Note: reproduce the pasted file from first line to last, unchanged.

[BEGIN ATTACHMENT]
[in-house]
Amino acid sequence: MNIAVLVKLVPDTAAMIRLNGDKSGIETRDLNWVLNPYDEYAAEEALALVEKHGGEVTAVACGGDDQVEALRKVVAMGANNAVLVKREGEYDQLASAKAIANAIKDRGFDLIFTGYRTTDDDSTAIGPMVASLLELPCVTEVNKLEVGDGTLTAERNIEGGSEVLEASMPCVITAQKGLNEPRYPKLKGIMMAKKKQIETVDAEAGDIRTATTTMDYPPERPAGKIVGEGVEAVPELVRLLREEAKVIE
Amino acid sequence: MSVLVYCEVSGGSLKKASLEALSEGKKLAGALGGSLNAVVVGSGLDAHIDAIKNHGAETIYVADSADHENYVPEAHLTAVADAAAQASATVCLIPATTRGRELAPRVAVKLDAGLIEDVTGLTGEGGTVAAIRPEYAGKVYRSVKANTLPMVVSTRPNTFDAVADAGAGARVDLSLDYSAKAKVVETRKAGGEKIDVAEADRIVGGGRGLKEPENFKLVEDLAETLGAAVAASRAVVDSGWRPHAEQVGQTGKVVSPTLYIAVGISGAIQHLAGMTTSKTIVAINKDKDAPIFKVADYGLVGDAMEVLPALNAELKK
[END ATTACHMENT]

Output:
[in-house]
Amino acid sequence: MNIAVLVKLVPDTAAMIRLNGDKSGIETRDLNWVLNPYDEYAAEEALALVEKHGGEVTAVACGGDDQVEALRKVVAMGANNAVLVKREGEYDQLASAKAIANAIKDRGFDLIFTGYRTTDDDSTAIGPMVASLLELPCVTEVNKLEVGDGTLTAERNIEGGSEVLEASMPCVITAQKGLNEPRYPKLKGIMMAKKKQIETVDAEAGDIRTATTTMDYPPERPAGKIVGEGVEAVPELVRLLREEAKVIE
Amino acid sequence: MSVLVYCEVSGGSLKKASLEALSEGKKLAGALGGSLNAVVVGSGLDAHIDAIKNHGAETIYVADSADHENYVPEAHLTAVADAAAQASATVCLIPATTRGRELAPRVAVKLDAGLIEDVTGLTGEGGTVAAIRPEYAGKVYRSVKANTLPMVVSTRPNTFDAVADAGAGARVDLSLDYSAKAKVVETRKAGGEKIDVAEADRIVGGGRGLKEPENFKLVEDLAETLGAAVAASRAVVDSGWRPHAEQVGQTGKVVSPTLYIAVGISGAIQHLAGMTTSKTIVAINKDKDAPIFKVADYGLVGDAMEVLPALNAELKK